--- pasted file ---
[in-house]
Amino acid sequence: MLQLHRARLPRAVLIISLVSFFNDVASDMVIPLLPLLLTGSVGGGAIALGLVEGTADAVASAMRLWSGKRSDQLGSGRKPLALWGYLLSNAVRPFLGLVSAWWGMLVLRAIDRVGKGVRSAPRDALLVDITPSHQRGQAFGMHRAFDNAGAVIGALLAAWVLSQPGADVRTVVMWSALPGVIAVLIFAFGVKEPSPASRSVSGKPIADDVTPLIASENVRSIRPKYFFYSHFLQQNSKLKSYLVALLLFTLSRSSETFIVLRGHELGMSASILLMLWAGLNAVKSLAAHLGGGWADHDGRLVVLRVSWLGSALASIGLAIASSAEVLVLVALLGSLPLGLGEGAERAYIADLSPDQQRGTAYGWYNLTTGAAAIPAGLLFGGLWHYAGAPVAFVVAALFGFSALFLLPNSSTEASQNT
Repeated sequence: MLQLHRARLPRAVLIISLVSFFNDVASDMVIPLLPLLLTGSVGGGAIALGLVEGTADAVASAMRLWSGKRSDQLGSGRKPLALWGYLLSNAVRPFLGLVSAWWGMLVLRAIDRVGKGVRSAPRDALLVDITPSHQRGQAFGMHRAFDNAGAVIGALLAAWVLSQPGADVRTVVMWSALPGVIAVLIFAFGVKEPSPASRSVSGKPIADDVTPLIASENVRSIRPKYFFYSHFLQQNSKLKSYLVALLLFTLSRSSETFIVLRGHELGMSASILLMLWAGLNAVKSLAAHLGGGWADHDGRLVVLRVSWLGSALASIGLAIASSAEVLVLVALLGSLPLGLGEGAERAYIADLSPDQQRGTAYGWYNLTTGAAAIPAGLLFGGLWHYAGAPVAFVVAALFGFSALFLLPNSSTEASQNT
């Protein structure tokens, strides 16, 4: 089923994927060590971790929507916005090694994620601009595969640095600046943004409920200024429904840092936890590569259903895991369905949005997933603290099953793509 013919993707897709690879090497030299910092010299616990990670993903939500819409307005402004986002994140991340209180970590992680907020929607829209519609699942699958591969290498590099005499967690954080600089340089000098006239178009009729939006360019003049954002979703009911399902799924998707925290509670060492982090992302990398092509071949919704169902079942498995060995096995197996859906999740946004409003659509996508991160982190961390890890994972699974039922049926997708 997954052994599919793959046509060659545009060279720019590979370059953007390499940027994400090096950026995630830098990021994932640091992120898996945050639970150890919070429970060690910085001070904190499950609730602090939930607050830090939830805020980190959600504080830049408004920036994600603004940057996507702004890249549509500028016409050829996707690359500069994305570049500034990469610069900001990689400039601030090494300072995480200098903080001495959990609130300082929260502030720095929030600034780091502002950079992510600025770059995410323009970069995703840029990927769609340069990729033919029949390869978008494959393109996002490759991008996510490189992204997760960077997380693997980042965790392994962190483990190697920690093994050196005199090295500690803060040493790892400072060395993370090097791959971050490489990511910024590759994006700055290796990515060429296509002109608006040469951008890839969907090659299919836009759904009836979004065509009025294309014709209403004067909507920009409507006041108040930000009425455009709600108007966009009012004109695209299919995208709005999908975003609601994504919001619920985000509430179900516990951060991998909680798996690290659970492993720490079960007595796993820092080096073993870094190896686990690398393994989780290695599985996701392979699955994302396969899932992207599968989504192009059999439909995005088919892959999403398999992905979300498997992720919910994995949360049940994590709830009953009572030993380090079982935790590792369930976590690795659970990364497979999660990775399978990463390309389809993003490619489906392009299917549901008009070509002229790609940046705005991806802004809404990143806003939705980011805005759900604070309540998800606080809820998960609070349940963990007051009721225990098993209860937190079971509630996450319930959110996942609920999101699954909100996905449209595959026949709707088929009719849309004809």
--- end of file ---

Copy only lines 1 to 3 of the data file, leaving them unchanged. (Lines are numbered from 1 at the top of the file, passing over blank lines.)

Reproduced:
[in-house]
Amino acid sequence: MLQLHRARLPRAVLIISLVSFFNDVASDMVIPLLPLLLTGSVGGGAIALGLVEGTADAVASAMRLWSGKRSDQLGSGRKPLALWGYLLSNAVRPFLGLVSAWWGMLVLRAIDRVGKGVRSAPRDALLVDITPSHQRGQAFGMHRAFDNAGAVIGALLAAWVLSQPGADVRTVVMWSALPGVIAVLIFAFGVKEPSPASRSVSGKPIADDVTPLIASENVRSIRPKYFFYSHFLQQNSKLKSYLVALLLFTLSRSSETFIVLRGHELGMSASILLMLWAGLNAVKSLAAHLGGGWADHDGRLVVLRVSWLGSALASIGLAIASSAEVLVLVALLGSLPLGLGEGAERAYIADLSPDQQRGTAYGWYNLTTGAAAIPAGLLFGGLWHYAGAPVAFVVAALFGFSALFLLPNSSTEASQNT
Repeated sequence: MLQLHRARLPRAVLIISLVSFFNDVASDMVIPLLPLLLTGSVGGGAIALGLVEGTADAVASAMRLWSGKRSDQLGSGRKPLALWGYLLSNAVRPFLGLVSAWWGMLVLRAIDRVGKGVRSAPRDALLVDITPSHQRGQAFGMHRAFDNAGAVIGALLAAWVLSQPGADVRTVVMWSALPGVIAVLIFAFGVKEPSPASRSVSGKPIADDVTPLIASENVRSIRPKYFFYSHFLQQNSKLKSYLVALLLFTLSRSSETFIVLRGHELGMSASILLMLWAGLNAVKSLAAHLGGGWADHDGRLVVLRVSWLGSALASIGLAIASSAEVLVLVALLGSLPLGLGEGAERAYIADLSPDQQRGTAYGWYNLTTGAAAIPAGLLFGGLWHYAGAPVAFVVAALFGFSALFLLPNSSTEASQNT